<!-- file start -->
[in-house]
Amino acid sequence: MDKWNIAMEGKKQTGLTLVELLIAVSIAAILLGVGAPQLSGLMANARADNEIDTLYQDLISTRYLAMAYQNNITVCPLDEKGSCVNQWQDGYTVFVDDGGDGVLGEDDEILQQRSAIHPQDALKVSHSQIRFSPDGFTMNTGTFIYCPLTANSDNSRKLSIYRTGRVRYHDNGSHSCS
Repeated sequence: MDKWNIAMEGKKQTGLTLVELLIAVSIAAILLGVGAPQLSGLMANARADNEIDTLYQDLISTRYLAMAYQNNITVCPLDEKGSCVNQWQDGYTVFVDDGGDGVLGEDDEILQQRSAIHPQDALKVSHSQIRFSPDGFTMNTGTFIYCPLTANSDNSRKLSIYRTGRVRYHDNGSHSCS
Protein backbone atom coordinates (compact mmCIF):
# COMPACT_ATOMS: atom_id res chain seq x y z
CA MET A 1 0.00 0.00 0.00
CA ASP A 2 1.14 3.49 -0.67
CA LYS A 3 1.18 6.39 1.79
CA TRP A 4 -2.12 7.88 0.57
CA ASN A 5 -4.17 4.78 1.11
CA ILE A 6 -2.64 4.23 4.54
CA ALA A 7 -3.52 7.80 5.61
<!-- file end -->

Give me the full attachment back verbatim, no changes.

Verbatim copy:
[in-house]
Amino acid sequence: MDKWNIAMEGKKQTGLTLVELLIAVSIAAILLGVGAPQLSGLMANARADNEIDTLYQDLISTRYLAMAYQNNITVCPLDEKGSCVNQWQDGYTVFVDDGGDGVLGEDDEILQQRSAIHPQDALKVSHSQIRFSPDGFTMNTGTFIYCPLTANSDNSRKLSIYRTGRVRYHDNGSHSCS
Repeated sequence: MDKWNIAMEGKKQTGLTLVELLIAVSIAAILLGVGAPQLSGLMANARADNEIDTLYQDLISTRYLAMAYQNNITVCPLDEKGSCVNQWQDGYTVFVDDGGDGVLGEDDEILQQRSAIHPQDALKVSHSQIRFSPDGFTMNTGTFIYCPLTANSDNSRKLSIYRTGRVRYHDNGSHSCS
Protein backbone atom coordinates (compact mmCIF):
# COMPACT_ATOMS: atom_id res chain seq x y z
CA MET A 1 0.00 0.00 0.00
CA ASP A 2 1.14 3.49 -0.67
CA LYS A 3 1.18 6.39 1.79
CA TRP A 4 -2.12 7.88 0.57
CA ASN A 5 -4.17 4.78 1.11
CA ILE A 6 -2.64 4.23 4.54
CA ALA A 7 -3.52 7.80 5.61